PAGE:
The authors argue that the marketplace of ideas is not competitive in the economic sense. Yet the Court often rules as if it is. What are the implications?
By assuming often that the idea market is competitive, Justices are committing the reification fallacy. They are treating an abstract belief or hypothetical construct as if it represented a concrete event or physical entity. In this instance, the Justices assume that existing markets are structured the same way idealized competitive markets are. In doing so, they treat the marketplace of ideas as inherently good, when in fact one must first determine what structure actually exists.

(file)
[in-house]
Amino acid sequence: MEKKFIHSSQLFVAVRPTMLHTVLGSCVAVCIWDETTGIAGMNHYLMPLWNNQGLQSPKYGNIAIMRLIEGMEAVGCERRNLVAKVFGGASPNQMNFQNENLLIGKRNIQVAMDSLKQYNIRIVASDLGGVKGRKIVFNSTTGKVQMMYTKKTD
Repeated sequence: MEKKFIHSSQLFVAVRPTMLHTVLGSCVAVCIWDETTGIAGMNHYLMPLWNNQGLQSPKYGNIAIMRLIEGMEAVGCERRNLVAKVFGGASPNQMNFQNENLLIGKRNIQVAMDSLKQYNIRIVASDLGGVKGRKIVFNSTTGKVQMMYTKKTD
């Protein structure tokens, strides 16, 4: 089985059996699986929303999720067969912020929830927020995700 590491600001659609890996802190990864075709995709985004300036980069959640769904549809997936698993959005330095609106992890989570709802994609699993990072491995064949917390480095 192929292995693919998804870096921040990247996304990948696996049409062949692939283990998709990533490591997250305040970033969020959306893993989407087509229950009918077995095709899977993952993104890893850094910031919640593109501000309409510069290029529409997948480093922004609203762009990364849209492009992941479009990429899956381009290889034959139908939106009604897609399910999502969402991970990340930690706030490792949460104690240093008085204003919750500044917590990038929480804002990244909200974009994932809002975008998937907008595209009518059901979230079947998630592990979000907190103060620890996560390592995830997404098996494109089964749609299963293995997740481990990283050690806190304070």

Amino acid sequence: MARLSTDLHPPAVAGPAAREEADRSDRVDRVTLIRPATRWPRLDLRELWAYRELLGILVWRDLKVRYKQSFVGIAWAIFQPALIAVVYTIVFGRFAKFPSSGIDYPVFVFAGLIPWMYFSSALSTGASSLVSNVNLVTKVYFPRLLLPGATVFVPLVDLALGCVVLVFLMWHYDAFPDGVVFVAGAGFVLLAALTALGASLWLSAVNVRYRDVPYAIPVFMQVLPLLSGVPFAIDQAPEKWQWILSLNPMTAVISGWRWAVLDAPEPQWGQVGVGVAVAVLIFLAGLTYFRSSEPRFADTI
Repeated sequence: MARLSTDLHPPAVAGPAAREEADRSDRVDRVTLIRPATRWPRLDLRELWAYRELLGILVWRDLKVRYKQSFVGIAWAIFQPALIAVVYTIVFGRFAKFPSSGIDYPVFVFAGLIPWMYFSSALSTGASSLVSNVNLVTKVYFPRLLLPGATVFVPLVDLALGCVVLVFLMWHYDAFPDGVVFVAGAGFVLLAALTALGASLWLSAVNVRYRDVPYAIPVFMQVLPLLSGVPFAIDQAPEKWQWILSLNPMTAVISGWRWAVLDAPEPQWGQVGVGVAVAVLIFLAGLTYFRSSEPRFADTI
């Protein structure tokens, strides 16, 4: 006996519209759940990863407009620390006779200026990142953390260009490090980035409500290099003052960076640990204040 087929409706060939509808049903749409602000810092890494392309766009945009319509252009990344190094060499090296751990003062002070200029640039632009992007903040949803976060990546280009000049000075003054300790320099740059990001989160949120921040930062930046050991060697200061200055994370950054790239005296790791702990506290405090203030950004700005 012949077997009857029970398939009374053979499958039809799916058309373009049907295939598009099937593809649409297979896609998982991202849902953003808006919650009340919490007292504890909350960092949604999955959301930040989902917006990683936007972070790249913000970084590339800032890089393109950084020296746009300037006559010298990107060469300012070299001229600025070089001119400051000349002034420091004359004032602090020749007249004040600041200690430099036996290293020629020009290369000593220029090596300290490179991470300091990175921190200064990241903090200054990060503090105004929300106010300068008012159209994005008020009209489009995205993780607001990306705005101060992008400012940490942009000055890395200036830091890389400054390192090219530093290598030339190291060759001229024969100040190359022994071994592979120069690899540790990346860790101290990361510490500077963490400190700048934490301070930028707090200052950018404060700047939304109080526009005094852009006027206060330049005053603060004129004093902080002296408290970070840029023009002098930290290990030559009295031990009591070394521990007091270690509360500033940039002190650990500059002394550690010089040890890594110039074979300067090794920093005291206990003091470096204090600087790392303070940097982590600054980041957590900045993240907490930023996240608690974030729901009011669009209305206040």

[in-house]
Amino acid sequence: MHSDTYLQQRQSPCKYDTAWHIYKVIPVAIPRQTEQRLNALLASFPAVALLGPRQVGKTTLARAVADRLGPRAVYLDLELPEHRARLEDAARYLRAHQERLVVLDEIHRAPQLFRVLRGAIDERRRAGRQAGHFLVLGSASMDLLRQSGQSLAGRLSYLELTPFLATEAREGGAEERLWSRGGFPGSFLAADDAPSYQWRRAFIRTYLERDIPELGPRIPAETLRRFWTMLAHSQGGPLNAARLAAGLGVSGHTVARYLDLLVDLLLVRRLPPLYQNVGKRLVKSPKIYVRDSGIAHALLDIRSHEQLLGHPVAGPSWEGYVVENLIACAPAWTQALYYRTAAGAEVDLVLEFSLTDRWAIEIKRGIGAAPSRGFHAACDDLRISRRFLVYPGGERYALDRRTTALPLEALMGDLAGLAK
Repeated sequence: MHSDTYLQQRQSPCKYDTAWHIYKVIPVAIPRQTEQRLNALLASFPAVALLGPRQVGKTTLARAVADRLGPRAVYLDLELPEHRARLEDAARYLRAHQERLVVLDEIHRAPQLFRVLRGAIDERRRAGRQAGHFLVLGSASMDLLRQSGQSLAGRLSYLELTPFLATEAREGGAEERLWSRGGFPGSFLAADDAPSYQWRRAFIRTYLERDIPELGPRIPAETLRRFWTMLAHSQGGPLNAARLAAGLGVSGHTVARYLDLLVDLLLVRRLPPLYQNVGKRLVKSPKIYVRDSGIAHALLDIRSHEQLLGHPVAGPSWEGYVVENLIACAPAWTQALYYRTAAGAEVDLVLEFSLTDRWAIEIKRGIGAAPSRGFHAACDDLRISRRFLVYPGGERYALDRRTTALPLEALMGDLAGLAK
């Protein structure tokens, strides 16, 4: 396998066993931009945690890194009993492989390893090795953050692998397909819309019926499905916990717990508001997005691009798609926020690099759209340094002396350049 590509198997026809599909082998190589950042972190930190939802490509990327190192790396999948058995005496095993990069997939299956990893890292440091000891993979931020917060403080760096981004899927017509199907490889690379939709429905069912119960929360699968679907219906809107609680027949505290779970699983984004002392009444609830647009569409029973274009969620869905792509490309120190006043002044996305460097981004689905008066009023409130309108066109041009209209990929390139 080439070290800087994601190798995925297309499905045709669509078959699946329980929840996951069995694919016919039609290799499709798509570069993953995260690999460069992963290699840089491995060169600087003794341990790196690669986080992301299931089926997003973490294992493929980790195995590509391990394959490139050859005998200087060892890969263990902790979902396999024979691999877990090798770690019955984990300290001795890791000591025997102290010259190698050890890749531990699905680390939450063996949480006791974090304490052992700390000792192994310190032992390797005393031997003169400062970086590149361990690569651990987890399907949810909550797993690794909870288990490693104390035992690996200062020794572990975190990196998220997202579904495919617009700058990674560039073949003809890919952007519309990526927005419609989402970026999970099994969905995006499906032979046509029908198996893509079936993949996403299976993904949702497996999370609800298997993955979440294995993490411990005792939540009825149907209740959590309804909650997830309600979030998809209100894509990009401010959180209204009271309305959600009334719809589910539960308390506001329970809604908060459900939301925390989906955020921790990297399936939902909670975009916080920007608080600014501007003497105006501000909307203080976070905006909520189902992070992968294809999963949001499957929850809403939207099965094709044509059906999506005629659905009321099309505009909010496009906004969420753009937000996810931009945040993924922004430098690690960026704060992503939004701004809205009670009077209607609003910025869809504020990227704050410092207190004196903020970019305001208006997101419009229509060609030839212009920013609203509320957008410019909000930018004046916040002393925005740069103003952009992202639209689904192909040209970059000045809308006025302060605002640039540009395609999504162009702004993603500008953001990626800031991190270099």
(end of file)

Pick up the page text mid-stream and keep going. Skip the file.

Browne, M. Neil; Rex, Justin; and Herrera, David L., "Potential Tension Between a "Free Marketplace of Ideas" and the Fundamental Purpose of Free Speech" (2012). Economics Faculty Publications. 8.
The Akron Journal of Constitutional Law and Policy
Start Page No.
End Page No.